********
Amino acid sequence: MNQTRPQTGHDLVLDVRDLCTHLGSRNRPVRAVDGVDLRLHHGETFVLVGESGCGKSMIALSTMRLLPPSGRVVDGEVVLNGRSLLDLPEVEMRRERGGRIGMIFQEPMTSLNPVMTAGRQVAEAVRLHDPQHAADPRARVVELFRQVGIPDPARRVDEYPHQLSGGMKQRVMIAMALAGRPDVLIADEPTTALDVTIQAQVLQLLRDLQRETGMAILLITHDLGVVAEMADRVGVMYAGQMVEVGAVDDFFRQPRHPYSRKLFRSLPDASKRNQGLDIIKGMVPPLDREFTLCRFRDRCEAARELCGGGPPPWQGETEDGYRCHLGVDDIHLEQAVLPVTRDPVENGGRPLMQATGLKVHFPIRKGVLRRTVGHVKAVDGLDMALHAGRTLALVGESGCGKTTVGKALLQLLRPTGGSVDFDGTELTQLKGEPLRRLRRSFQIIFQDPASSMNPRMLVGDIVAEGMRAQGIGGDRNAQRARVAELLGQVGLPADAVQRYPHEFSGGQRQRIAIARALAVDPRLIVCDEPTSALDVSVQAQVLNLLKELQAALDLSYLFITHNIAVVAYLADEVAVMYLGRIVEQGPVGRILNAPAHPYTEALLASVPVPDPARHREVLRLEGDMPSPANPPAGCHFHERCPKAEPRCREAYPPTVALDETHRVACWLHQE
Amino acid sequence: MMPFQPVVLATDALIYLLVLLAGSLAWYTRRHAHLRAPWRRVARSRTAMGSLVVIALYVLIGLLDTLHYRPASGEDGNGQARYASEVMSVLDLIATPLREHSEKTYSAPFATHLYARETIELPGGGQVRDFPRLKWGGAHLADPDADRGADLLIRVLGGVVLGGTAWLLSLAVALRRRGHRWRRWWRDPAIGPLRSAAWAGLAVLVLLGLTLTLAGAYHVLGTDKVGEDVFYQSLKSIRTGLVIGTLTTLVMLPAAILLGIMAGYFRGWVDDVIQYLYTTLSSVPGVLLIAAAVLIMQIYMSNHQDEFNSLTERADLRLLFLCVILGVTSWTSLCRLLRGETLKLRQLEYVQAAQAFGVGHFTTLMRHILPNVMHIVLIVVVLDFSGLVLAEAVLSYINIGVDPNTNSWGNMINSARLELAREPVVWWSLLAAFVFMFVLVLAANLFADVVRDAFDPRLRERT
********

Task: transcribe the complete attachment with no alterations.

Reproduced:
Amino acid sequence: MNQTRPQTGHDLVLDVRDLCTHLGSRNRPVRAVDGVDLRLHHGETFVLVGESGCGKSMIALSTMRLLPPSGRVVDGEVVLNGRSLLDLPEVEMRRERGGRIGMIFQEPMTSLNPVMTAGRQVAEAVRLHDPQHAADPRARVVELFRQVGIPDPARRVDEYPHQLSGGMKQRVMIAMALAGRPDVLIADEPTTALDVTIQAQVLQLLRDLQRETGMAILLITHDLGVVAEMADRVGVMYAGQMVEVGAVDDFFRQPRHPYSRKLFRSLPDASKRNQGLDIIKGMVPPLDREFTLCRFRDRCEAARELCGGGPPPWQGETEDGYRCHLGVDDIHLEQAVLPVTRDPVENGGRPLMQATGLKVHFPIRKGVLRRTVGHVKAVDGLDMALHAGRTLALVGESGCGKTTVGKALLQLLRPTGGSVDFDGTELTQLKGEPLRRLRRSFQIIFQDPASSMNPRMLVGDIVAEGMRAQGIGGDRNAQRARVAELLGQVGLPADAVQRYPHEFSGGQRQRIAIARALAVDPRLIVCDEPTSALDVSVQAQVLNLLKELQAALDLSYLFITHNIAVVAYLADEVAVMYLGRIVEQGPVGRILNAPAHPYTEALLASVPVPDPARHREVLRLEGDMPSPANPPAGCHFHERCPKAEPRCREAYPPTVALDETHRVACWLHQE
Amino acid sequence: MMPFQPVVLATDALIYLLVLLAGSLAWYTRRHAHLRAPWRRVARSRTAMGSLVVIALYVLIGLLDTLHYRPASGEDGNGQARYASEVMSVLDLIATPLREHSEKTYSAPFATHLYARETIELPGGGQVRDFPRLKWGGAHLADPDADRGADLLIRVLGGVVLGGTAWLLSLAVALRRRGHRWRRWWRDPAIGPLRSAAWAGLAVLVLLGLTLTLAGAYHVLGTDKVGEDVFYQSLKSIRTGLVIGTLTTLVMLPAAILLGIMAGYFRGWVDDVIQYLYTTLSSVPGVLLIAAAVLIMQIYMSNHQDEFNSLTERADLRLLFLCVILGVTSWTSLCRLLRGETLKLRQLEYVQAAQAFGVGHFTTLMRHILPNVMHIVLIVVVLDFSGLVLAEAVLSYINIGVDPNTNSWGNMINSARLELAREPVVWWSLLAAFVFMFVLVLAANLFADVVRDAFDPRLRERT